Lag Ba’Omer is this Wednesday evening and Thursday, and on a mountaintop in northern Israel, pilgrims will congregate on a color-coded parking lot swarmed with endless rows of buses. Hikers will set up tents, and teenagers in long skirts or knitted kippot will disembark alongside Hasidic families. In a tradition that dates back to the 16th century, they will be converging on the sacred mountain of Har Meron in the Galilee to pray at the gravesite of Rabbi Shimon Bar Yochai, purported author of the Zohar.

And this fall, on Rosh Hashanah, in a remote village in Ukraine, ecstatic visitors, mostly Hasidic, will unite to spend the Jewish New Year at the gravesite of the famed Rebbe Nachman of Breslov, in his burial place of Uman. That’s been going on since his death in 1810, though it was shut down during the Communist period with a few brave souls sneaking in here and there, until reopening in 1989. The pilgrimage now reaches tens of thousands.

While visiting graves is nothing new in Judaism—in the Torah, Caleb split from the other spies to visit the patriarchs in Hebron after scoping out the land—it’s seen a recent explosion thanks to opened borders, reduced cost of travel, and the burgeoning kosher tourism industry. What was once the inspired side trip of a college student is becoming a growing movement, filled with highly professionalized travel agencies and increasingly routinized tour routes.

Welcome to Jewish grave tourism.

For some, these trips double as business; for others, they are leisure; for others, dedicated kevarim, or gravesite, sojourns are designed to inspire and connect with the holy spirits of a previous time. They’re organized trips or individual side tours, or inserted into existing itineraries filled with Europe’s greatest sights. There’s even an app for that.

The Boro Park-based Reichberg Travel was one of the first to offer tours to the famed grave of Rebbe Elimelech of Lizensk after the fall of the Iron Curtain. Today, its website offers places renowned in Hasidic lore across Romania, Russia, Ukraine, and Belarus, including obscure Polish towns known for the names of the rebbe they represent: Sanz, Lizenk, Rimanow. New York-based tour company Azamru Tour is one of many companies to offer visitors customized Israel itineraries with kivrei tzadikim as well as ancient historical sites; and France-based European Jewish Heritage Tours includes “haunting cemeteries” as part of its laundry list of European fascinations for the Jewish-oriented traveler.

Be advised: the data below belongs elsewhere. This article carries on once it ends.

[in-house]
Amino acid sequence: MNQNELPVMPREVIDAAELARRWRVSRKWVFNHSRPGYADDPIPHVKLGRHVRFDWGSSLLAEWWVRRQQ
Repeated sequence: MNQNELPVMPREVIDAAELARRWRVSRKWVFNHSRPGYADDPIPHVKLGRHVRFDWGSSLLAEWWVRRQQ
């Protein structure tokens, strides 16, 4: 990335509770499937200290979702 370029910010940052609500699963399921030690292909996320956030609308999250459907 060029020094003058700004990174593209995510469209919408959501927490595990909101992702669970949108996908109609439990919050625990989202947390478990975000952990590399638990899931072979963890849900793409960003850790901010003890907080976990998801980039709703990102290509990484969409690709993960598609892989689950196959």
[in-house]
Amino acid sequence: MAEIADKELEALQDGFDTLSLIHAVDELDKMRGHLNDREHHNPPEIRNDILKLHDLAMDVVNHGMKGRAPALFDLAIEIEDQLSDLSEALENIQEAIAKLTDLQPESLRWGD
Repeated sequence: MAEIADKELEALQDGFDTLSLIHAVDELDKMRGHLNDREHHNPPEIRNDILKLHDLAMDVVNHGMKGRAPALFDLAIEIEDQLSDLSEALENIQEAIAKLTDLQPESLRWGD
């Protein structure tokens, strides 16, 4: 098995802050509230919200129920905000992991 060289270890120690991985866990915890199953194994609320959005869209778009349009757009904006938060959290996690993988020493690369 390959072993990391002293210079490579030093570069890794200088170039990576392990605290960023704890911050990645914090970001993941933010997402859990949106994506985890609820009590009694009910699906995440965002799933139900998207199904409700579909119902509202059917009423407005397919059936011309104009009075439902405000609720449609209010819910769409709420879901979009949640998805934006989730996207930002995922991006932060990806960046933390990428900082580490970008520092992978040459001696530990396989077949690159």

In Crown Heights, Brooklyn, Miryam Swerdlov’s “Camp YTT” Israel program for teens has expanded to include side tours to Ukraine and Russia—open to adults as well—with a lineup of tombs of Chabad and mainstream Hasidic interest such as Haditch, Nyezhin, Anipoli, Berditchev, Mezhibozh, and the mass forest grave of Babi Yar. Organizations such as Nesivos arrange heritage tours to Polish and Lithuanian yeshivas, stopping for gravesites such as those of Rabbi Elimelech of Lizensk, the Netziv, Rav Chaim Brisker, and the Remah; as well as at death camps like Auschwitz.

For the solo traveler, locating gravesites in crumbling cemeteries isn’t always easy, and that’s where technology comes in. When pilgrims visit small towns in Morocco, Russia, or Ukraine, they now arrive armed with an app like Rabbimap, the recently launched brainchild of 19-year-old French developer Raphael Maman, whose teenage obsession with the lives of tzadikim translated into using technology to help tourists find relevant information for obscure gravesites.

“Since I was a child, I’ve got a fascination with tzadikim,” Maman said. “They’re our lights. I love their personality, knowledge, and stories of their lives.” His impetus to create the app came from his cousin and others, who told him how difficult it can be to find a kever, or grave, when on vacation or business travel, where the dearth of books or websites and challenging foreign instructions make it hard for a traveler to find the way.

Maman’s app includes a GPS tool focused on Morocco and Eastern Europe, which features the highest density of kevarim after Israel. “In Israel, you can find directions on the road, but you don’t see them all and you’re not sure who they are—nevi’im tana’im , amora’im. The answer is technology—what’s more simple than an app?” Maman researched each country intensely to create biographies of each tzadik, before poring over maps and cemetery archives, and even reaching out to locals by calling Chabad shluchim—emissaries—in Europe and tapping into existing communities of pilgrims in North Africa for updated directions for hard-to-find sites.